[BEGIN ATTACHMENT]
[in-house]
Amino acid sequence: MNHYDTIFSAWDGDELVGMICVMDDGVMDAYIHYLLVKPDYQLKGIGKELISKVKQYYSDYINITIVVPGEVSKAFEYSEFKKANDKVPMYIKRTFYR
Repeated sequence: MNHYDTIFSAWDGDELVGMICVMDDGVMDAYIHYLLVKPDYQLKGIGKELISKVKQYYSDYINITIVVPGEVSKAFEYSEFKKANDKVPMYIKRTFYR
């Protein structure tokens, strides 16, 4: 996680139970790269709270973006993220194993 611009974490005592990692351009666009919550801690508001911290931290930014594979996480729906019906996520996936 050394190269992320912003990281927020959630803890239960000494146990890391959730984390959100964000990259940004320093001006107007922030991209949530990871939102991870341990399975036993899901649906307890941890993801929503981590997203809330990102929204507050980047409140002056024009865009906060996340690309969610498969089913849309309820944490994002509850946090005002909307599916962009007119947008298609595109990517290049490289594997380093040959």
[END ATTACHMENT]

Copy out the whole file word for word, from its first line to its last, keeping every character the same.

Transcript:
[in-house]
Amino acid sequence: MNHYDTIFSAWDGDELVGMICVMDDGVMDAYIHYLLVKPDYQLKGIGKELISKVKQYYSDYINITIVVPGEVSKAFEYSEFKKANDKVPMYIKRTFYR
Repeated sequence: MNHYDTIFSAWDGDELVGMICVMDDGVMDAYIHYLLVKPDYQLKGIGKELISKVKQYYSDYINITIVVPGEVSKAFEYSEFKKANDKVPMYIKRTFYR
């Protein structure tokens, strides 16, 4: 996680139970790269709270973006993220194993 611009974490005592990692351009666009919550801690508001911290931290930014594979996480729906019906996520996936 050394190269992320912003990281927020959630803890239960000494146990890391959730984390959100964000990259940004320093001006107007922030991209949530990871939102991870341990399975036993899901649906307890941890993801929503981590997203809330990102929204507050980047409140002056024009865009906060996340690309969610498969089913849309309820944490994002509850946090005002909307599916962009007119947008298609595109990517290049490289594997380093040959």